Open Access Repository

Investigation of factors relating to the insect infestation of chocolate-based consumables

Downloads

Downloads per month over past year

Bowditch, Terence Graham (1996) Investigation of factors relating to the insect infestation of chocolate-based consumables. PhD thesis, University of Tasmania.

[img]
Preview
PDF (Whole thesis (published material removed))
whole_Bowditch1...pdf | Download (18MB)
Available under University of Tasmania Standard License.

| Preview
[img] PDF (Whole thesis)
whole_BowditchT...pdf | Request a copy
Full text restricted
Available under University of Tasmania Standard License.

Abstract

The aim of this study was to examine the factors relating to insect infestation of produce
manufactured at the Cadbury Schweppes' Tasmanian confectionery plant, in order to determine
means by which the incidence of product infestation could be minimized. Analysis of the company's
infestation-related consumer complaint databases revealed that: assortments (boxed-chocolates) were
most likely to be infested; the geographic distribution of complaints was temperature-dependent;
'old' stock and/or produce manufactured during spring was most likely to be infested; infested goods
were more likely to be purchased from smaller retail outlets and; the costs associated with infestation
were substantial. Phycitine moths were almost exclusively responsible for infestation, and it was estimated
that most cases of infestation occurred post-packaging, most likely while stock was in the hands of
independent wholesalers and retailers. A small proportion of infestation probably originated at the
Hobart plant, caused by a resident population of the almond moth, Ephestia cautella (Walker). This
population was traditionally suppressed by the blanket application of synergised pyrethrins
throughout the factory, although, an extensive pheromone trapping program indicated that the
spraying of pyrethrins affected neither the distribution of E. cautella, nor the capture rate, and the
distribution of E. cautella within the factory was primary dependent upon hygiene conditions. A
single room within the factory was identified as the primary source of migratory E. cautella, and a
control strategy, based on the mass trapping technique, successfully reduced E. cautella numbers in
this room to negligible levels. The influence of trap design on E. cautella catch was also evaluated.
Aspects of phycitine ecology with regard to the post-packaging infestation of produce were
examined, and it was found that both adult and juvenile phycitines responded positively to odours
escaping from chocolate boxes. The integrity of packaging significantly influenced the likelihood,
and extent, of infestation, while the polyvinyl chloride film used to overwrap assortment boxes was
found to be readily penetrated by several stored-product insect species. An alternative polypropylene
film offered significantly improved insect barrier properties.
A number of measures aimed at minimizing both pre- and post- packaging infestation were
recommended. At the factory, it was recommended that an insect pest control strategy relying on
advanced insect detection methods and improved sanitary procedures, supported by an appropriate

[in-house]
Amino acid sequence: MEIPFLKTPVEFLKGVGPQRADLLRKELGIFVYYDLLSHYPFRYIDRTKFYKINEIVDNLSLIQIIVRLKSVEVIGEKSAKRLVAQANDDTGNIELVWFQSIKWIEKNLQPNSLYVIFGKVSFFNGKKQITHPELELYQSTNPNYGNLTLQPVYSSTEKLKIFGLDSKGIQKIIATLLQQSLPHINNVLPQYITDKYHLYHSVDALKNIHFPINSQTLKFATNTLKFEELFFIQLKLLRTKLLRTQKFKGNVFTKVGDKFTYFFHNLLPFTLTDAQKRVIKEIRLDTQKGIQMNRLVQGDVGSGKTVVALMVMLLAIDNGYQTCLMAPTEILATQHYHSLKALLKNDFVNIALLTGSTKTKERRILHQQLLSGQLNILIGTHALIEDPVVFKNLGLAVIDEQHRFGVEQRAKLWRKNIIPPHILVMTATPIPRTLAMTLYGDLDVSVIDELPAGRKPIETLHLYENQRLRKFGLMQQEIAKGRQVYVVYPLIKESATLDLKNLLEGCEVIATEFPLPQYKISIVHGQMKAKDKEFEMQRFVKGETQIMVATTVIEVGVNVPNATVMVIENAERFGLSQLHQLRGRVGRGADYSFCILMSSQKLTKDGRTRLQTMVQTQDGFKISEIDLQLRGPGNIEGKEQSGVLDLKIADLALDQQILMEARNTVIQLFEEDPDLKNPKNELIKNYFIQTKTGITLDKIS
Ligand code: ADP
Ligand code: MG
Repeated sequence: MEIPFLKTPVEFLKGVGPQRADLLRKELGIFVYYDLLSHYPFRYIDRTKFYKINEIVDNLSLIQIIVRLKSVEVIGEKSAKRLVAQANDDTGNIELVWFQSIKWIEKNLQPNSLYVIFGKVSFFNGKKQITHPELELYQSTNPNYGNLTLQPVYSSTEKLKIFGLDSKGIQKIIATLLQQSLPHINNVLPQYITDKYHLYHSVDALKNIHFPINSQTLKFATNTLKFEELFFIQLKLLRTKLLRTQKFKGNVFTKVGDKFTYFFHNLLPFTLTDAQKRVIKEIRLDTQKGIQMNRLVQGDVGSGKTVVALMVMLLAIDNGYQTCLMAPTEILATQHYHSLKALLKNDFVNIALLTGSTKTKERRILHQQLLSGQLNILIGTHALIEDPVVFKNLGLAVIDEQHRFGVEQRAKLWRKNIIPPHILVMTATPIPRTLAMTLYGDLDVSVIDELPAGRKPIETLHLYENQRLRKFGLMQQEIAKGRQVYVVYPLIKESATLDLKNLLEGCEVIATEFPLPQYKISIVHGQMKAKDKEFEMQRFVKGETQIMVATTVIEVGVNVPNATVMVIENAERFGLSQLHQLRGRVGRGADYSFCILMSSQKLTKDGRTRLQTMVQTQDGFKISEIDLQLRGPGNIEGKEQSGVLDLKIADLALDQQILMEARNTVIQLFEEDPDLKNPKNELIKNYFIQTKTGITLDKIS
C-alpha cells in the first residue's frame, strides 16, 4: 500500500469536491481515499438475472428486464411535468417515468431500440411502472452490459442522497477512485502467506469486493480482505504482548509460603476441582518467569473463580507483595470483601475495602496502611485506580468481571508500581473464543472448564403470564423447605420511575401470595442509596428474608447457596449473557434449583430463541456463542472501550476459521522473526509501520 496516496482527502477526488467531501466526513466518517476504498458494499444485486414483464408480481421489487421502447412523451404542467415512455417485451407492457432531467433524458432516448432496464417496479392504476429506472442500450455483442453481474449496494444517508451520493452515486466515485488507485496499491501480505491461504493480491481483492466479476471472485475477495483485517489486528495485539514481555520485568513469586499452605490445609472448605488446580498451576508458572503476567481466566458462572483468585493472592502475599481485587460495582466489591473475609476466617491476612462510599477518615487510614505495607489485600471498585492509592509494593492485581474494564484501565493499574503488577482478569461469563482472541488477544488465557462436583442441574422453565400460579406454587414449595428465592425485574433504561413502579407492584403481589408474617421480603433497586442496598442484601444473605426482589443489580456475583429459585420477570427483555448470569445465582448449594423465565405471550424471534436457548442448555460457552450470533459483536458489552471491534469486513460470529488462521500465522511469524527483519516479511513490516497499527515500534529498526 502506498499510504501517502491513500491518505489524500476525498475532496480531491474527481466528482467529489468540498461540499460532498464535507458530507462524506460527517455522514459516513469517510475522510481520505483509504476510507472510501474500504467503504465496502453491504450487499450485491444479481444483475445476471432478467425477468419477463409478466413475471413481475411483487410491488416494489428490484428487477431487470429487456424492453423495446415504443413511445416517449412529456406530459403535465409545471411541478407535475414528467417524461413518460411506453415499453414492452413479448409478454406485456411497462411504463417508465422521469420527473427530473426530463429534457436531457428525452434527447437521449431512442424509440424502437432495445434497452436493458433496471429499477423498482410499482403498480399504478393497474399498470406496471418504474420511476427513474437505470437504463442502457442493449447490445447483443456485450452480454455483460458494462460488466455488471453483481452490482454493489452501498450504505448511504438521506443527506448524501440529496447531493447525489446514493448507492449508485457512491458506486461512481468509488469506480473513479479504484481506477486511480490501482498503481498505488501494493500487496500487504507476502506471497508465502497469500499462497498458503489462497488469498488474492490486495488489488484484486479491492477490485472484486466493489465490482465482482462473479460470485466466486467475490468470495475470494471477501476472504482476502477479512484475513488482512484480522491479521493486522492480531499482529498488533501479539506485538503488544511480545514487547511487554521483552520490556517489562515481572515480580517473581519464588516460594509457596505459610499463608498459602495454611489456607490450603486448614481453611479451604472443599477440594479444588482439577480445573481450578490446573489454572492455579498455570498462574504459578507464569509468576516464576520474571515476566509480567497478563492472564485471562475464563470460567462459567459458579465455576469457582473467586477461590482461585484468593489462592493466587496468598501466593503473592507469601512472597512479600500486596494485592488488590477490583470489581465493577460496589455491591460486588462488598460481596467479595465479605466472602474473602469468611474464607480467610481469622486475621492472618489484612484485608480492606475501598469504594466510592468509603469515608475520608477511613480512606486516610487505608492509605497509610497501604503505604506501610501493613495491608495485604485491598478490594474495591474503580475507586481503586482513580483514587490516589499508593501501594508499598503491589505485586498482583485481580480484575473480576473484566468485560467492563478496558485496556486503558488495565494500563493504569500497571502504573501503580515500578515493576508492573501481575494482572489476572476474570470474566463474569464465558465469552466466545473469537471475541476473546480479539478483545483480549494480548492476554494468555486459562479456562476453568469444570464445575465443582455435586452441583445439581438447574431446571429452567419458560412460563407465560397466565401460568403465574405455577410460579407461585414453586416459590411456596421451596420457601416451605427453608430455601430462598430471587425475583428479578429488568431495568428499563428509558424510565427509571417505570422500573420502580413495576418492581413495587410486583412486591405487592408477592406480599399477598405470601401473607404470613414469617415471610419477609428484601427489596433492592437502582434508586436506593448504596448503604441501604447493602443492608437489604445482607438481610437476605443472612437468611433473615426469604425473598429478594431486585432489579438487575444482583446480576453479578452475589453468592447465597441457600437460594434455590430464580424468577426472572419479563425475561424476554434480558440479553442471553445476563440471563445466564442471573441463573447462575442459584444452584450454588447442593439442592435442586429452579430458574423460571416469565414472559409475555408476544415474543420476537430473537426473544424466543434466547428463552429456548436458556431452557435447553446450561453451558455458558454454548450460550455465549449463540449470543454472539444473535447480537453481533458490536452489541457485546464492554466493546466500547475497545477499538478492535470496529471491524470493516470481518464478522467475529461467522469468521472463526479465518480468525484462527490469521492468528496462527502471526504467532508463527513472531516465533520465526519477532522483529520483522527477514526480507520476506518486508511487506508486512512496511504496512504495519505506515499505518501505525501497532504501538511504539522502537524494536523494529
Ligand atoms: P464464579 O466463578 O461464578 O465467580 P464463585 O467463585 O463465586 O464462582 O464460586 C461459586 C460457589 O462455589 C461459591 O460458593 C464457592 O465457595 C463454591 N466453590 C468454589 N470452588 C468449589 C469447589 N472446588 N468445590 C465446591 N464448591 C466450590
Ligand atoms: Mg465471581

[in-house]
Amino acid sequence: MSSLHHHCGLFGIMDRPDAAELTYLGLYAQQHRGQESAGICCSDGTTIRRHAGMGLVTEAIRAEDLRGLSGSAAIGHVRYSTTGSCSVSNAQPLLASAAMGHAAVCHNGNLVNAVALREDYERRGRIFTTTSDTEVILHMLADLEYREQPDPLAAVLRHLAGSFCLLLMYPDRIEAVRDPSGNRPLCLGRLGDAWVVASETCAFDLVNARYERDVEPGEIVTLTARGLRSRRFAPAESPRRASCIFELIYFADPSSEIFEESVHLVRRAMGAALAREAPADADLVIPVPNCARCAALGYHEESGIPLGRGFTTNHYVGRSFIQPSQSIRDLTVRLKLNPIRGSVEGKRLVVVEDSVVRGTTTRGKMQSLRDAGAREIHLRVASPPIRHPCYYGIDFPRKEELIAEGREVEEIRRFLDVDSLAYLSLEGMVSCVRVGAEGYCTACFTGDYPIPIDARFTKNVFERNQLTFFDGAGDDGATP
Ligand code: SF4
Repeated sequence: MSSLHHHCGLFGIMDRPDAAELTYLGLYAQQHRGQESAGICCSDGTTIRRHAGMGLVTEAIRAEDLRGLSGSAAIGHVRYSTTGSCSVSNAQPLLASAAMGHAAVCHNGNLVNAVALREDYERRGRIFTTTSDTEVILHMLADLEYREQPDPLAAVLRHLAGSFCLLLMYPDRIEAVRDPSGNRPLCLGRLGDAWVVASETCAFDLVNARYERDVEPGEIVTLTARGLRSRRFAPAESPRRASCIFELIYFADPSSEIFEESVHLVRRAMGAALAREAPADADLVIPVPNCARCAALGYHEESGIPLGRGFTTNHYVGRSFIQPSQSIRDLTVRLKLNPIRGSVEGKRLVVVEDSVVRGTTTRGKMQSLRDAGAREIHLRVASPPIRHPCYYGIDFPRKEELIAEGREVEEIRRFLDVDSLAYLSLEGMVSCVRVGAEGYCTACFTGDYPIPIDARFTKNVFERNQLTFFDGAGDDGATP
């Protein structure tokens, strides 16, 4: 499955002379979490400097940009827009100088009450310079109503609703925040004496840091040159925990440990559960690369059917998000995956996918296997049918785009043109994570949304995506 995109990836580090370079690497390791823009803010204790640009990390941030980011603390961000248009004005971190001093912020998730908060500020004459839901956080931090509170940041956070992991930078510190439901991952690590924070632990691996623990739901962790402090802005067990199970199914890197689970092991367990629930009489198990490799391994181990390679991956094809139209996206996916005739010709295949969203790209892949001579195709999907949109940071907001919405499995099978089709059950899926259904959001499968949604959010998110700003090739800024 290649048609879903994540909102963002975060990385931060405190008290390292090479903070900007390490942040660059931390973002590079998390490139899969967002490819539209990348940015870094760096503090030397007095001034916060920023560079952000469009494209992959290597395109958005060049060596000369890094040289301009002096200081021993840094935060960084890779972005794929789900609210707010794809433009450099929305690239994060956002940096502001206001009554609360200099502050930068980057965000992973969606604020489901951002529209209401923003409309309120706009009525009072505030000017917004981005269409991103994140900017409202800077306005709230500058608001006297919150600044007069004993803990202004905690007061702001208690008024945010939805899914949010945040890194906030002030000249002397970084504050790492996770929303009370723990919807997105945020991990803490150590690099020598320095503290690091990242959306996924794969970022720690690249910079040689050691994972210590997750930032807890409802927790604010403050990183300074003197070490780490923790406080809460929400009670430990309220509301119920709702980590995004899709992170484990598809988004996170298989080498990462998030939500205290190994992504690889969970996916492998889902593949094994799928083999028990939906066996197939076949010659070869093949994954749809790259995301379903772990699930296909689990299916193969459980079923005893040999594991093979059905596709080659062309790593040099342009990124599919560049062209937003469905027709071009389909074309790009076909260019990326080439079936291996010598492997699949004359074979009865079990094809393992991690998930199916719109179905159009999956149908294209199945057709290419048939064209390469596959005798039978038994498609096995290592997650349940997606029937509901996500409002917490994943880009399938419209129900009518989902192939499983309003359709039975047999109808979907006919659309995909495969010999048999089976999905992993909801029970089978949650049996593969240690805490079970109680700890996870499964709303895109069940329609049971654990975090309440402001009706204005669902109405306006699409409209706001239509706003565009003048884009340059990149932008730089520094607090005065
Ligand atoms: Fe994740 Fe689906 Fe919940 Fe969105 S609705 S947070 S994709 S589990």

management structure, be adopted in preference to the current chemical-based strategy. With regard
to post-packaging infestation, it was recommended that wholesalers and retailers be educated about
the dangers that stored-product insects pose to goods, and methods through which insect apparency
can be minimized. It was also recommended that the utility of packaging materials and/or
technologies that completely retained odours and provide superior insect barrier qualities be
investigated. Also, that quality control procedures be implemented to monitor the integrity of product
packaging.

Item Type: Thesis (PhD)
Copyright Holders: The Author
Copyright Information:

Copyright 1996 the Author - The University is continuing to endeavour to trace the copyright owner(s) and in the meantime this item has been reproduced here in good faith. We would be pleased to hear from the copyright owner(s).

Additional Information:

The aim of this study was to examine the factors relating to insect infestation of produce manufactured at the Cadbury Schweppes' Tasmanian confectionery plant, in order to determine means by which the incidence of product infestation could be minimized. Phycitine moths were almost exclusively responsible for infestation, and it was estimated that most cases of infestation occurred post-packaging, most likely while stock was in the hands of independent wholesalers and retailers. Thesis (Ph.D.)--University of Tasmania, 1996. Includes bibliographical references. The aim of this study was to examine the factors relating to insect infestation of produce manufactured at the Cadbury Schweppes' Tasmanian confectionery plant, in order to determine means by which the incidence of product infestation could be minimized. Phycitine moths were almost exclusively responsible for infestation, and it was estimated that most cases of infestation occurred post-packaging, most likely while stock was in the hands of independent wholesalers and retailers

Date Deposited: 25 Nov 2014 00:46
Last Modified: 11 Mar 2016 05:55
Item Statistics: View statistics for this item

Actions (login required)

Item Control Page Item Control Page
TOP